The Stars over the Hudson Valley

If you’ve known me for a few years, especially in person, you may be familiar with a monthly habit that I have. And no, I don’t mean my time of the month habits… I mean the habit that I have had since 2015, on the first of every month.

Monthly Horoscope Readings!

I live in the Hudson Valley. It’s New York, USA’s most reputable river valley and has been home to many of the country’s greats: Jimmy Fallon, Billy Joel, FDR, Willem DeFoe, Liam Neeson, Emma Roberts, and maybe even Snooki in addition to so many more. I don’t know about them, but living here makes me a little more interested in reading local publications. One such publication, which I’ve been reading since 2015 is Chronogram.

Chronogram is a culture, news, art, etc. magazine that comes out once a month. In the summer of 2015, I was introduced to it through it’s groundbreaking horoscopes section. My good friend Elizabeth and I, at the time, travelled the Hudson Valley working as canvassers for the New York Public Interest Research Group (NYPIRG), trying to save the environment, we enjoyed stopping at local, organic, and vegan cafes around the region for our lunches.

We weren’t alone, as our team at any time consisted of two or three other people about our age, so we would sit at a table together and read our horoscopes aloud.

They were ALWAYS on point and breathtaking.

Up until recently, June, the horoscopes were written by Planet Waves’ Eric Francis Coppolino. (Planet Waves, not to be confused with the album by Bob Dylan, another prominent figure of the Hudson Valley.)

Coppolino wrote brilliantly about the stars, moons, and planets, and how they interacted with each constellation of the zodiac. Every. Single. Time. We would read those horoscopes aloud, each one had it’s own weight in each of our chests. They spoke directly to our own experiences and feelings either at the time that we were reading them, or sometime down the road during the month.

They became a ritual for reflection, not only for myself, yet, very likely, many others. And while it was possible to reflect over the words being viewed on a screen, there really is nothing like feeling the large pages of a magazine, and reading them, and keeping them chronologically on a shelf for later annual reflection.

What happened in June?

That’s the question now, isn’t it? In June, Eric Francis Coppolino fell off the Chronogram map. Not on pages, as far as I could tell online, I had to turn to other methods of monthly horoscope such as Horoscope.com or Astrosofa. While these were wonderful, they certainly didn’t have the power in their words that Coppolino had in his.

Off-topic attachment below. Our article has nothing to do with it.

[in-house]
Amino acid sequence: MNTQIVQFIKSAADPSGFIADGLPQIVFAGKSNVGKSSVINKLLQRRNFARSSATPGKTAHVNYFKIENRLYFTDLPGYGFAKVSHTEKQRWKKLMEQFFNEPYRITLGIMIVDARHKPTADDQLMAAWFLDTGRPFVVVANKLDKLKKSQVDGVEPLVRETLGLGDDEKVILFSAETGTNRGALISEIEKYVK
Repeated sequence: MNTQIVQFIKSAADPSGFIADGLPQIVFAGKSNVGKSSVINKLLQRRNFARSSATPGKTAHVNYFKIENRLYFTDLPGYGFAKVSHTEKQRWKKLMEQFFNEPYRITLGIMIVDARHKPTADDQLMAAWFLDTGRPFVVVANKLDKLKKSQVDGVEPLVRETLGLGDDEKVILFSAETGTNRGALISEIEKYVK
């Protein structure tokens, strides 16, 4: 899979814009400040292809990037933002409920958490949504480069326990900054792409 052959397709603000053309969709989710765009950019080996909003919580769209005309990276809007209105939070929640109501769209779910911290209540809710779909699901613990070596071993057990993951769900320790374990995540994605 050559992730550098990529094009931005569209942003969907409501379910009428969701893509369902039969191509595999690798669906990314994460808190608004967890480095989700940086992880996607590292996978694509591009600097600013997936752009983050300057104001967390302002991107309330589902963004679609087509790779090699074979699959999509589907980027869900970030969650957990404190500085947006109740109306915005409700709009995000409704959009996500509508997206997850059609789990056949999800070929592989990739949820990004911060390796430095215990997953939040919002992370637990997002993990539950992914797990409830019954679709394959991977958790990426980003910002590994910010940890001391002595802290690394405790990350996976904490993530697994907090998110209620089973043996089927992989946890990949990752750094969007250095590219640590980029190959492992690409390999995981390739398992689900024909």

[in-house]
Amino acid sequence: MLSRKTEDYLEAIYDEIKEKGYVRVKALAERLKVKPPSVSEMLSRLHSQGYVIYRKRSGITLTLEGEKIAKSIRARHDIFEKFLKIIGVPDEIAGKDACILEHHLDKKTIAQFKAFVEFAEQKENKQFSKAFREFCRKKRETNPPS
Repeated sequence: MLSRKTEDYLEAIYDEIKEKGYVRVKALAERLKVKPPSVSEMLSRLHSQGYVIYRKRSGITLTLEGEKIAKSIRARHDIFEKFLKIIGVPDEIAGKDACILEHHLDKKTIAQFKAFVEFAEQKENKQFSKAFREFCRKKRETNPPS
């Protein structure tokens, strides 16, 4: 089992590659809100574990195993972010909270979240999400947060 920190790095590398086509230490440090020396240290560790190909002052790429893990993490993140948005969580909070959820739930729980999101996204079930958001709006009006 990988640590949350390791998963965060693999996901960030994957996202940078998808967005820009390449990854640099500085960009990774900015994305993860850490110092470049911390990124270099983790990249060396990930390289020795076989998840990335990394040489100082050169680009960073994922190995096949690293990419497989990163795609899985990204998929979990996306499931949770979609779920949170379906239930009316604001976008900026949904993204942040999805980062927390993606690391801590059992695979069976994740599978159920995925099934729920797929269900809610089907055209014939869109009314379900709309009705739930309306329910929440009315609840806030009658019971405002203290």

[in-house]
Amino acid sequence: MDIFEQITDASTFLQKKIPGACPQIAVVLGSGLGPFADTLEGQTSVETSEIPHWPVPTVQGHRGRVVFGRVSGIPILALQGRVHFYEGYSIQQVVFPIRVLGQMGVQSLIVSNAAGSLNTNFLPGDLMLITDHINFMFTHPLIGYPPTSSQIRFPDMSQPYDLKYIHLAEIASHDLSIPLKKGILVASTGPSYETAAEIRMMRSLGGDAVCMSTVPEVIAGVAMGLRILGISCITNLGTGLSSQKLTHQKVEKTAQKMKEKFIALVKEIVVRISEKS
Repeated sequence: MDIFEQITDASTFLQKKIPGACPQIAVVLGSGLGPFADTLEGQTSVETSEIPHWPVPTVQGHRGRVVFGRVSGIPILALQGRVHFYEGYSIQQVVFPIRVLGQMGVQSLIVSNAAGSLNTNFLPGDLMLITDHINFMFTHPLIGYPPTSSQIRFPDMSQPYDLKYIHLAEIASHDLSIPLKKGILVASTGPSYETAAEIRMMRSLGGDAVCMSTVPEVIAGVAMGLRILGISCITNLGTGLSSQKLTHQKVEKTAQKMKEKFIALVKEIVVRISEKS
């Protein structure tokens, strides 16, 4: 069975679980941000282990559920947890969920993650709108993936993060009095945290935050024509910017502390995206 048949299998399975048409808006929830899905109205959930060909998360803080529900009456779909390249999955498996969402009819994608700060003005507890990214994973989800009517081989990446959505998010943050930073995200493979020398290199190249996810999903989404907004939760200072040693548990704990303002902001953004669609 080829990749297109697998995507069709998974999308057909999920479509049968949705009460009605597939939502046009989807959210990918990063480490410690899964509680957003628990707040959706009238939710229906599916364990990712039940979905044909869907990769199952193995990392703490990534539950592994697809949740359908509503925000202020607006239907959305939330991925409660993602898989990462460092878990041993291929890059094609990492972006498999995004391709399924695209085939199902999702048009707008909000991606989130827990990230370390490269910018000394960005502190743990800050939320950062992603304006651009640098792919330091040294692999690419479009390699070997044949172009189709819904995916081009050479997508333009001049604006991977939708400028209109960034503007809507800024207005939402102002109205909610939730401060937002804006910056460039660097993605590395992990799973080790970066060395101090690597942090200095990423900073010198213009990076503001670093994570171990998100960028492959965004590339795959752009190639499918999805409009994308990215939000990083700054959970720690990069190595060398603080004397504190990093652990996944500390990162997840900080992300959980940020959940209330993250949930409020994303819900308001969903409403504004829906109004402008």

This month, August 2018, a new writer has taken up the mantle left by Coppolino in Chronogram: Lorelai Kude. With her, less artistic representations of the twelve signs have also been installed. Read your horoscope in Chronogram here.

We’ll have to investigate further for next month’s post, what happened to Coppolino and why the post was left vacant by the writer.

Criticisms


Planet Waves

While you can sign up for Planet Waves’ newsletter, read the weekly and monthlies online, and maybe even still read some of Coppolino’s work in other publications such as the Daily News, Marie Claire, Harper’s BAZAAR, and others, there’s still something missing when it no longer appears in local print. The feeling simply isn’t the same.

Chronogram

Although it’s a really great thing to have someone back in the horo-sattle, I’m not impressed with the work of Kude. In comparison there’s a lot to be desired — call me spoiled by Coppolino.

For instance, my horoscope begins cute: “Fun fact: Virgo is the largest constellation of the zodiac, and the second-largest (next to Hydra) constellation in the Milky Way galaxy!” By the end however, it feels as if you’ve been listed at. It’s not so much cold and calculating as it is a drag in comparison to the almost personal style of Coppolino, that felt as if he knew more about you than sometimes you did. It’s scientific to the point of boring. There’s no story that goes with it suggesting more of a scientific approach and less of a writer’s touch out drawing out a reader’s interest.

After looking at other horoscopes, it’s possible that, after this or next month’s, readers may start losing intrigue and yearning for their Chronogram horoscopes. Readers want the story of their lives, not recommendations or matter-of-fact advice from their horoscopes. At least, that’s what I’ve noticed in groups, with friends, and in myself.

Let me know what you think about your monthly horoscope from Chronogram in the comments!

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Poetry Response to a Friend’s Article

delaware_river_night
Is Print Media really dying?
Either way, I’m already crying.
No way the few papers are lying.
No doubt for this fact     Time’s Up.
Reverse of Times, sign a planet’s dying.

New Addition of Vaczine Magazine reaches Port!

PORT JERVIS, New York – Last Thursday morning, in the hours before dawn, Vaczine Magazine #3 by Walt Cessna arrived in the care of two agents of art. The piece, free to one of the contributors and residents of Port Jervis, Owen Tate, is the third in a series of photography magazines that curate and showcase works of LGBT artists from all over. The magazine is now on display at The Space in Port Jervis.

For more information on viewing the magazine or purchasing a copy for yourself, please contact Owen Tate. His recent photographic ensemble, Celso by Owen Tate, is still on display at the Mount Vernon Public Library in New York City. All business inquiries can be directed to the artist, whom is always eager to work with new and returning artists.


Featured Image of Gwen with U Project CD, Horns Magazine, and Vaczine Magazine by Owen Tate.